When Larry Larkin's comic strip needs some freshening up, he calls in ghost-writer Francis X. Dignan to help him with the strip. Things get complicated when Francis rekindles his love for ... See full summary »
Bob Hope is being stalked by a predatory widow who is a widow of wealthy husbands many times over. Martha Raye is a Texan heiress who wants to marry her boyfriend Andy Devine, but her ... See full summary »
Ralph and Annabell Willart are a feuding couple who are constantly bickering over their worthless, good-for nothing son Berry-Berry. When Berry-Berry begins yet another meaningless love ... See full summary »
Eva Marie Saint,
When an army scout retires to a farm in New Mexico he takes pity on a white woman and her half-breed son recently rescued from indians, and invites them to join him. He does this even ... See full summary »
Eva Marie Saint,
Bumbling reporter Robert Kittredge has been fired after bungling his latest assignment. His career isn't all he's botched up: his girlfriend Chris is tired of waiting for him to marry her. ... See full summary »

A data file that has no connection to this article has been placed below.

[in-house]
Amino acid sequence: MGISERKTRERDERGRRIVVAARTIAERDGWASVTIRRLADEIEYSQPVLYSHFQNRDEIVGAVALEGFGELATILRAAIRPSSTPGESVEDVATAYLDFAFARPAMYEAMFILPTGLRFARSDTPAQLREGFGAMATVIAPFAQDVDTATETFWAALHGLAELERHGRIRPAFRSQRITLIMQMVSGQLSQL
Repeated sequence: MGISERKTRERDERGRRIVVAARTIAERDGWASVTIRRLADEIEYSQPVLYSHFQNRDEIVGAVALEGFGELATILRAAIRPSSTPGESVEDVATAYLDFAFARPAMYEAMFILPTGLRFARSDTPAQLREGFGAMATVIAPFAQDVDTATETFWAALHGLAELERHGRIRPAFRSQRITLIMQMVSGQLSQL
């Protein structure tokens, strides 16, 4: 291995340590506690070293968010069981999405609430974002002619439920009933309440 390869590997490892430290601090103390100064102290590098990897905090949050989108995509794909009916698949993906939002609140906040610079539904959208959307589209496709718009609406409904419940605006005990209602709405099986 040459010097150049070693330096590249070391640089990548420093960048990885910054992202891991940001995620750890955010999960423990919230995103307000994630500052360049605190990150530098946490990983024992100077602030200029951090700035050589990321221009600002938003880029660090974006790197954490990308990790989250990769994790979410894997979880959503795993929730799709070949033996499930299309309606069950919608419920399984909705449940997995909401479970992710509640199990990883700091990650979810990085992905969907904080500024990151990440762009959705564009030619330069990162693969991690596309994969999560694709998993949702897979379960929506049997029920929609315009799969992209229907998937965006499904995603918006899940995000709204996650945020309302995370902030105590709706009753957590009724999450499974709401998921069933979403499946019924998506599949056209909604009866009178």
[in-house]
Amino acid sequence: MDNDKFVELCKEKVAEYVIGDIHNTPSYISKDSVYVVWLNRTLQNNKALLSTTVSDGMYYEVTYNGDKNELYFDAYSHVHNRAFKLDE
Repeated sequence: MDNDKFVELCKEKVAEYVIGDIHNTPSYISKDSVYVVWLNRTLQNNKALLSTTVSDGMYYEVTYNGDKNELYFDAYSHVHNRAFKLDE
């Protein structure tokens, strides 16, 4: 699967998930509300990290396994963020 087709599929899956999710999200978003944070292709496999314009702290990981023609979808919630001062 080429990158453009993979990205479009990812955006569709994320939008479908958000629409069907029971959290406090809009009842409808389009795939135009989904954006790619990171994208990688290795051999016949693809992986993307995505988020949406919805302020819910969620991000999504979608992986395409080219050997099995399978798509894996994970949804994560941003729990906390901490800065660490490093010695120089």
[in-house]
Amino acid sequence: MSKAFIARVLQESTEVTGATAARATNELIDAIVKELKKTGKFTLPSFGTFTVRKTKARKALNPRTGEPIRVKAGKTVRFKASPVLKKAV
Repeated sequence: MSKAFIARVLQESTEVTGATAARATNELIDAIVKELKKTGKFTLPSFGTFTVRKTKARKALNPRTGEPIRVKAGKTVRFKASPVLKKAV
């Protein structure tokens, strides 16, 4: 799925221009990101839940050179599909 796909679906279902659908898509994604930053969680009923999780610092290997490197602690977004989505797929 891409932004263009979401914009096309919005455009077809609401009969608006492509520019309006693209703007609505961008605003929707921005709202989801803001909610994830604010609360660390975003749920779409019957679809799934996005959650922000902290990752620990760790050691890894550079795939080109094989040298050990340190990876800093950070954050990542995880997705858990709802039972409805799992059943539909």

Bank teller and widower with seven kids, Bob Hope finds $10,000 in a parking lot. His luck quickly changes when it's discovered that his bank discovers a substantial money shortage in their... See full summary »
When Larry Larkin's comic strip needs some freshening up, he calls in ghost-writer Francis X. Dignan to help him with the strip. Things get complicated when Francis rekindles his love for his ex-wife, who happens to be Larkin's secretary and soon-to-be wife. Written by
This well-acted mid-nineteen fifties comedy with its star-studded cast is engaging and full of funny lines and situations. In the case of Pearl Bailey, still looking young, slim and attractive in her late thirties, it is also well sung. Her humorous asides to Eva Marie Saint's character ("Are you all right, Honey?") as she serenades Dignan (Bob Hope) and Dunreith after dinner, in the role of their maid, Gussie, are very amusing. The song she sings is "Zing! went the strings of my heart." A very young Jerry Mathers will tug at your heartstrings as a little boy being adopted by a famous cartoonist. George Sanders acted the part of the self-deceiving and self-promoting cartoonist Larry Larkin to the limit and beyond, but it all comes together in this light-hearted and entertaining movie. One memorable scene has Bob Hope, with a ukulele and straw hat, sitting in a canoe on a very long sofa, preparing to sing the title tune. If you missed the film when it came out, it's well worth a look, fifty years later.
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